Neurologic complications have been reported with spinal transforaminal injections. Causes include intraneural injection,
plus embolization occlusion of the radicular artery with subsequent spinal cord infarction. <sup>1</sup> Optical coherence
tomography (OCT) is a non-invasive imaging modality, which is used to image tissue microstructure with very high
resolution (less than 20 microns) in real-time. With a view toward needle tip OCT visualization of the spinal
neuroforamen, we conducted animal studies to explore OCT imaging of paraspinal neurovascular structures. With
institutional animal care committee approval, we performed ex-vivo and in situ OCT studies in a euthanized dog, pig,
and rabbit. Image data was gathered on spinal nerve roots, dura, and brachial plexus. Two systems were used: frequency
domain OCT imaging system developed at California Institute of Technology, and time domain Imalux NIRIS system
with a 2.7 mm diameter probe. In a euthanized pig, excised dura was punctured with a 17-gauge Tuohy needle. FDOCT
dural images of the puncture showed a subsurface cone-shaped defect. In a rabbit in situ study, puncture of the dura with
a 26-gauge needle is imaged as a discontinuity. FDOCT imaging of both small artery and large arteries will be
presented, along with H&E and OCT images of the brachial plexus.
We explored multiple image processing approaches by which to display the segmented adult brachial plexus in a three-dimensional manner. Magnetic resonance neurography (MRN) 1.5-Tesla scans with STIR sequences, which preferentially highlight nerves, were performed in adult volunteers to generate high-resolution raw images. Using multiple software programs, the raw MRN images were then manipulated so as to achieve segmentation of plexus neurovascular structures, which were incorporated into three different visualization schemes: rotating upper thoracic girdle skeletal frames, dynamic fly-throughs parallel to the clavicle, and thin slab volume-rendered composite projections.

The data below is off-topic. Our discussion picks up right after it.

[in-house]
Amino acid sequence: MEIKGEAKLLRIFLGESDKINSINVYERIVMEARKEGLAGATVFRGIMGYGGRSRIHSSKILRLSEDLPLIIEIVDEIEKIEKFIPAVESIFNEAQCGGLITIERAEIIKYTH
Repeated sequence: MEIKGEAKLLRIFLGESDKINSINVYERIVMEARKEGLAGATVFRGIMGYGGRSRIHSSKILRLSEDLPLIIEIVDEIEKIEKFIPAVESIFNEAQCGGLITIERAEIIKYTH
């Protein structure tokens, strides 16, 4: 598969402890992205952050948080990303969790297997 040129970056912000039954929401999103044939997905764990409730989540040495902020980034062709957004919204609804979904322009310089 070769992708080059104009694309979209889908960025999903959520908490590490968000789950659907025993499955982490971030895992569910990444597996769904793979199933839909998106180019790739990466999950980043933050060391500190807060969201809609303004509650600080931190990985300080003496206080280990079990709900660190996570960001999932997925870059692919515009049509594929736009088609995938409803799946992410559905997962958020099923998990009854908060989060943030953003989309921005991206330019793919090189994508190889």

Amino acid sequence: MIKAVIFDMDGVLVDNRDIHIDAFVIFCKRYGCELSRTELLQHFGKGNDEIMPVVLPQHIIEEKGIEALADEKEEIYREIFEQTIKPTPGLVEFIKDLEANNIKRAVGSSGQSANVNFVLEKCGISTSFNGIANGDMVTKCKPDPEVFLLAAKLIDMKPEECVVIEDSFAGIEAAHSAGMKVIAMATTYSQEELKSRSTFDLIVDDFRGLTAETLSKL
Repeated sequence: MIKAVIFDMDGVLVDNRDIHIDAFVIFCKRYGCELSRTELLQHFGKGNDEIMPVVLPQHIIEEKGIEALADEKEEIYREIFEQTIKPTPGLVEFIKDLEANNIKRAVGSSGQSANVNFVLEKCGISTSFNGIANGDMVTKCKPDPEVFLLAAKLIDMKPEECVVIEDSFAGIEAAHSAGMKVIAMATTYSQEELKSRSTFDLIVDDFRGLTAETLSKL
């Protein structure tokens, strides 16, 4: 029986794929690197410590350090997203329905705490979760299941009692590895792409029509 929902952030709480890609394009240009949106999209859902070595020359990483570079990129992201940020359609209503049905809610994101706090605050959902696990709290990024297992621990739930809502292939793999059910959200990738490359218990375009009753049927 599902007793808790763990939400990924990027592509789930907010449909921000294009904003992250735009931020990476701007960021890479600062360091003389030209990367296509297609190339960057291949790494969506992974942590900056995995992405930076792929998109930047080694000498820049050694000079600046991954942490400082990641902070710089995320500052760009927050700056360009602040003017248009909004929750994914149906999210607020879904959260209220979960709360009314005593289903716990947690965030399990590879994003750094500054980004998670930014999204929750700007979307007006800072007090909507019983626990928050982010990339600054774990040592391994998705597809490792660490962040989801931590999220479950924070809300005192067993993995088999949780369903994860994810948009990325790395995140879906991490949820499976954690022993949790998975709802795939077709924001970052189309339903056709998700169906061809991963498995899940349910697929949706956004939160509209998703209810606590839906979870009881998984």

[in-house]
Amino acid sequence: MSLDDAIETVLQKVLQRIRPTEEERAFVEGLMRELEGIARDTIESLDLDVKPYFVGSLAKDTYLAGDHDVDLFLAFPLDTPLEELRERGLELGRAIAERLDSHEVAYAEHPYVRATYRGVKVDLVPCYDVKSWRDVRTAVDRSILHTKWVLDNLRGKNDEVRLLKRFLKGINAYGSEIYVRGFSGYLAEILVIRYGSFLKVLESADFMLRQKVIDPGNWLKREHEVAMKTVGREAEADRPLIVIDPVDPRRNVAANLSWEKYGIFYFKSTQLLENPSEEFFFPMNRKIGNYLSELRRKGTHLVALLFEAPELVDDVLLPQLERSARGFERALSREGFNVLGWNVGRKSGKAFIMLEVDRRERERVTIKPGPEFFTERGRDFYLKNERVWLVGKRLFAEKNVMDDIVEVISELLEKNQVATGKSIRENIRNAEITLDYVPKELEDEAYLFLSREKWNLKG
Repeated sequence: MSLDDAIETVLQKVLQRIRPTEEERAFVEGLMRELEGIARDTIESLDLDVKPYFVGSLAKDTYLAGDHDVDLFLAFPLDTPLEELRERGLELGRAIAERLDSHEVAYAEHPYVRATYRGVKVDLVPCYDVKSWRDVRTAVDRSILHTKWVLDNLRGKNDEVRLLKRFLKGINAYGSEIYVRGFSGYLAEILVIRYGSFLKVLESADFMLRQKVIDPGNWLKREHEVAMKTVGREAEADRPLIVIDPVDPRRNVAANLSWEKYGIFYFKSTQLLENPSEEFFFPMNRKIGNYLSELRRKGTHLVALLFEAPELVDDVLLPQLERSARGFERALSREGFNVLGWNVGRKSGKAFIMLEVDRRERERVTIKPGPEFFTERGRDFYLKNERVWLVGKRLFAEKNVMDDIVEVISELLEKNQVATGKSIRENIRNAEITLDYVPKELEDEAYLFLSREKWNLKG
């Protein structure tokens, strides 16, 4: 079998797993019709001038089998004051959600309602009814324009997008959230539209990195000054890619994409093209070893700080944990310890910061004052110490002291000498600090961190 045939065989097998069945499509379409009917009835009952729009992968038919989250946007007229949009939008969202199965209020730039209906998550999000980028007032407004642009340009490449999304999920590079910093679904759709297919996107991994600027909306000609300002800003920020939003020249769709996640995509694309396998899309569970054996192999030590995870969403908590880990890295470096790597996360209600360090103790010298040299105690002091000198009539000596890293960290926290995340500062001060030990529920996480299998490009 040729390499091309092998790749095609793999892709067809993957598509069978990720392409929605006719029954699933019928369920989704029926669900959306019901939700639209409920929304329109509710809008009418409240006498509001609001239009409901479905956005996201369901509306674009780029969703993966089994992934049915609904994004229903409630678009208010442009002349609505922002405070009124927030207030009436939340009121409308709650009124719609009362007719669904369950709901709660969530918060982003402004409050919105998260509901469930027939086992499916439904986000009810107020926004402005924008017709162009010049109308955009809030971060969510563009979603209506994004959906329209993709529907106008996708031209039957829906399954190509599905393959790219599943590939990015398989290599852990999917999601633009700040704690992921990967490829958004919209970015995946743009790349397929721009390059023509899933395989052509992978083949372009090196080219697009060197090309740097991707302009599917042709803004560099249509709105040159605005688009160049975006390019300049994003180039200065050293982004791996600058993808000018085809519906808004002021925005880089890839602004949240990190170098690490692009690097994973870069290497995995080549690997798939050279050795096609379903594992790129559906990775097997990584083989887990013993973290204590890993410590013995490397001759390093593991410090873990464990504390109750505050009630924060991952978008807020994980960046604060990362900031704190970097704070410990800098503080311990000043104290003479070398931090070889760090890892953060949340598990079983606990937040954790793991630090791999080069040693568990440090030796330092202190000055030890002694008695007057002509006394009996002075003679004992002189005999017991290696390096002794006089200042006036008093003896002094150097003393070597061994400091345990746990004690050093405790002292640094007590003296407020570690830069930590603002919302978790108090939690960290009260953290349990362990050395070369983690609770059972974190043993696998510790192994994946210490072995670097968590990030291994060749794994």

Introduction: Optical coherence tomography (OCT) allows high-resolution imaging (less than 10 microns) of tissue structures. A pilot study with OCT and polarization-sensitive OCT (PS-OCT) was undertaken to image ex-vivo neurovascular structures (vessels, nerves) of the canine brachial plexus. Methods: OCT is an interferometry-based optical analog of B-mode ultrasound, which can image through non-transparent biological tissues. With approval of the USC Animal Care and Use Committee, segments of the supra- and infraclavicular brachial plexus were excised from euthanized adult dogs, and the ex-vivo specimens were placed in cold pH-buffered physiologic solution. An OCT beam, in micrometer translational steps, scanned the fixed-position bisected specimens in transverse and longitudinal views. Two-dimensional images were obtained from identified arteries and nerves, with specific sections of interest stained with hematoxylin-eosin for later imaging through a surgical microscope. Results: with the beam scan direction transverse to arteries, the resulting OCT images showed an identifiable arterial lumen and arterial wall tissue layers. By comparison, transverse beam OCT images of nerves revealed a multitude of smaller nerve bundles contained within larger circular-shaped fascicles. PS-OCT imaging was helpful in showing the characteristic birefringence exhibited by arrayed neural structures. Discussion: High-resolution OCT imaging may be useful in the optical identification of neurovascular structures during attempted regional nerve blockade. If incorporated into a needle-shaped catheter endoscope, such a technology could prevent intraneural and intravascular injections immediately prior to local anesthetic injection. The major limitation of OCT is that it can form a coherent image of tissue structures only to a depth of 1.5 - 2 mm.